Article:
Netflix Original Programming Has America Binge-Watching
It seems the phrase of the year so far in entertainment circles is “binge-watching.” It has gained some traction since Netflix released the whole first season of their original drama series “House of Cards” all at once. The show starring Kevin Spacey is a big hit, but the real question is how did everyone watch the show? Did you watch an episode per week like a standard cable show or in one sweatpants wearing buffet-line of television? Most people who watched probably sit somewhere in the middle of those two scenarios, but the term binge-watching entered the vernacular nonetheless.
Binge-Watching Isn’t New For Us
To the casual TV fan, this may be a new development. It’s definitely not for geeks. Whether it’s watching the 14 episodes of Joss Whedon’s space-western “Firefly” or wading through the decades of “Dr. Who,” this is standard practice for the sci-fi and fantasy inclined. It seems though that it will be more common with new shows as we move on.
Netflix isn’t new, but the on-demand video service is new in presenting exclusive content and original programming. “House of Cards” was the first high profile release, but expect the company’s status to change when “Arrested Development” hits the service at the end of the month. The Jason Bateman led comedy has been off the air since 2006, but because of a large cult following, a new season was filmed for Netflix. The cast has become collectively more famous since its cancellation with Bateman, Michael Cera and Will Arnett now big comedy players. Is there any way that fans who have waited seven years for new episodes will be patient when burning through the new season? No way. They shall be binging. When the viewing numbers come in for “Arrested Development” I believe Studios will begin to view Netflix as a real alternative to cable networks.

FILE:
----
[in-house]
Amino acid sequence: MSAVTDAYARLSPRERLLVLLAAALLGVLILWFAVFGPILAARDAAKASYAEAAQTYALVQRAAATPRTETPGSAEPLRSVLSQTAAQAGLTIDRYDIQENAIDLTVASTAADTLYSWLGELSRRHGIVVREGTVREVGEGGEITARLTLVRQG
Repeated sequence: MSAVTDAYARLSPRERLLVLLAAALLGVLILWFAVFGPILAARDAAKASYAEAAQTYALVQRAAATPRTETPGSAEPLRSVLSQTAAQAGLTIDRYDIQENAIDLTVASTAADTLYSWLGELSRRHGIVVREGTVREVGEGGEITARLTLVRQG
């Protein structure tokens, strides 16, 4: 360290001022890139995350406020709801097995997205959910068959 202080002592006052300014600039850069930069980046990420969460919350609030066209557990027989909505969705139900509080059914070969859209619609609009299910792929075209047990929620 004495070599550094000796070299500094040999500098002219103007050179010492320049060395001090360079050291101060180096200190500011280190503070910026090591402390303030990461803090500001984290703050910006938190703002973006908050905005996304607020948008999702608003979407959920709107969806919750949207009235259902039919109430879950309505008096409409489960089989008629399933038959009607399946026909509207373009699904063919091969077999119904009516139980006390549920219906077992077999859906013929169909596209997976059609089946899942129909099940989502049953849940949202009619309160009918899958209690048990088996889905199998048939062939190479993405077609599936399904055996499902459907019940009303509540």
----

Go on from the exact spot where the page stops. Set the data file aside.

Across the web, Netflix has a competitor in the form of Amazon Studios. Sure enough this is the Amazon of amazon.com fame. They have a whole run of shows set to take a piece of the pie. Most notably there is a television version of the 2009 hit film “Zombieland.” The series has no Emma Stone or Woody Harrelson. In fact, none of the lead actors are back and the characters have been recast. But this is Amazon’s catalyst just like “House of Cards was for the company formerly known for their red envelopes.
With these new developments, I wonder how traditional networks will respond. Could we see a future where a season of a show plays out with a new episode every night for two weeks? I don’t know how advertisers would feel about that. Imagine 10 straight nights of “Game of Thrones?” The wait between seasons already feels like an eternity. That would make it even crazier.
But it would also signify the end of the “water cooler moment.” They’re more like Facebook status update moments in 2013. If “The Walking Dead” was released all at once, everyone would be dealing with different huge moments all at once. Who dies? What happened? There would be no controlling the spoilers. I don’t know if I want to be a fan in a world like this. Look what you’ve done Netflix. You’ve turned television into a physics exam. If we don’t stay up all night watching, we may fail the next day. I’m just going to watch “Smallville” on DVD. It’s from a simpler time.